The last couple days have been among the most difficult we've known as veterinarians worked to save our beloved mascot Linus' life.
Due to poor dental care early on in his life and his advanced age, Linus can't properly chew hay. He has lived on a mash diet for several years now and has been prone to choke if given hay. (Choke is a very serious blockage in a horse's esophagus.)
Linus in the back of our Toyota 4-Runner on the way to Mid-Atlantic Equine Center
Despite our continuous vigilance that Linus doesn't encounter or eat anything that could possibly cause him to choke, some dried leaves blew in unnoticed to Linus' dirt paddock Wednesday morning, and Linus ate them. He choked and was in distress. We called Dr. Watson who came out immediately. She made three attempts to try and dislodge the choke without success. She was concerned because the blockage seemed sufficiently large that it could perforate Linus' esophagus. Dr. Watson felt it was best to send him to Mid-Atlantic Equine Center to have him scoped.
Because of the expense involved, this is not something we typically do - or can afford - for the horses. However, we were hoping the blockage could easily be dislodged and we would soon all come home. Since Linus is only 30 inches high, we made the decision to lift him into the back of our Toyota 4-Runner and take him to Mid-Atlantic. So there we were ... Bruce driving, Austin, our little boy, strapped into his booster seat, and Linus in the far back as I held on to his lead rope in the back seat. We couldn’t help but laugh, because Austin thought nothing of having Linus in the car with us.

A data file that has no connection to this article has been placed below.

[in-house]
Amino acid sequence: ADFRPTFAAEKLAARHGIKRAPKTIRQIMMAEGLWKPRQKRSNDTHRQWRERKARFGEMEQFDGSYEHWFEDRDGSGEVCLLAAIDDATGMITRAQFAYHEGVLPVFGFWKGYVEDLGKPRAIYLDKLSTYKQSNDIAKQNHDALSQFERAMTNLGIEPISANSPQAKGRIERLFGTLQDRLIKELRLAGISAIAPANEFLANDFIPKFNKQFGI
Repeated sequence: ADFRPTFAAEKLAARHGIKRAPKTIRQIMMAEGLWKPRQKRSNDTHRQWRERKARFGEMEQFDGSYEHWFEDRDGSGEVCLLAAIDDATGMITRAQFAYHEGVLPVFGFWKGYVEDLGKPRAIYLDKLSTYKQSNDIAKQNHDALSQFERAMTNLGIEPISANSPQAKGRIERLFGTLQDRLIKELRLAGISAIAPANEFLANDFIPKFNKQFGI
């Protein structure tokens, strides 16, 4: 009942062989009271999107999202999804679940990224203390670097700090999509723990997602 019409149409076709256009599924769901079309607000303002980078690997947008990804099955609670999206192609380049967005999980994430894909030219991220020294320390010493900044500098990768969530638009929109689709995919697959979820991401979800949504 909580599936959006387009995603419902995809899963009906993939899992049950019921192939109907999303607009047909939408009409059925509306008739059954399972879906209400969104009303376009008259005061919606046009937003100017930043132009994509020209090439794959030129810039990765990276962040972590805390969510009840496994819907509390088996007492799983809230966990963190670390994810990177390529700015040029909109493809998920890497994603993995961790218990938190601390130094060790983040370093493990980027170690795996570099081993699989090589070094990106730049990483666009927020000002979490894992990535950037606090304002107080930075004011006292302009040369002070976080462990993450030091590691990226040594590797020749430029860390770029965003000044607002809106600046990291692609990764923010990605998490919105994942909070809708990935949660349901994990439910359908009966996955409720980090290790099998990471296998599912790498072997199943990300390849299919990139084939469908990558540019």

Mid-Atlantic veterinary staff in the process of scoping Linus.
Dr. Romero from Mid-Atlantic took over Linus’s care right away. They tried to removed the blockage and then scoped him. His esophagus looked like a cigar broken in half packed with leaves; Dr. Romero was not able to move the blockage. Linus was started on IV fluids and several different drugs in hopes of relaxing his esophagus to enable the blockage to pass.
Linus under anesthesia while veterinarians attempt to flush the blockage.
I spent the next day at Mid-Atlantic with Linus, and they tried again to remove pieces of the blockage. Though it was softer they were still unable to move it despite putting him under general anesthesia. We were all very concerned at this point. Yet through it all, Linus remained bright and in keeping with his outgoing personality, called to the other horses in the hospital and to the staff.
Now it's Friday morning -- Dr. Romero and his staff tried again to remove the blockage. Thankfully, they were successful. We are so grateful for all of their efforts. We felt, despite the additional cost, it was best for Linus to recuperate at Mid-Atlantic for the next few days as they start to re-feed him. He also needs IV antibiotics to prevent pneumonia . He will be on a liquid diet, and we hope within a few days he will be ready to make the trip home in the back of the car.
Linus in his hospital room on fluids and wearing a protective muzzle to keep him from eating anything.
Linus is an inspiration ... he has a zest for life and has touched so many lives; how could we not do all we could to save his. We anticipate Linus' veterinary bills will be upward of $3,000. If you are able to help us with his medical bills we would be so grateful. Thank you for all your prayers and well wishes for Linus.
To Help Linus by Mail: Please print out our donation form, fill it out, making note your donation is for Linus, and send it along with your check to:
Mylestone Equine Rescue
227 Still Valley Rd.,
Phillipsburg, NJ 08865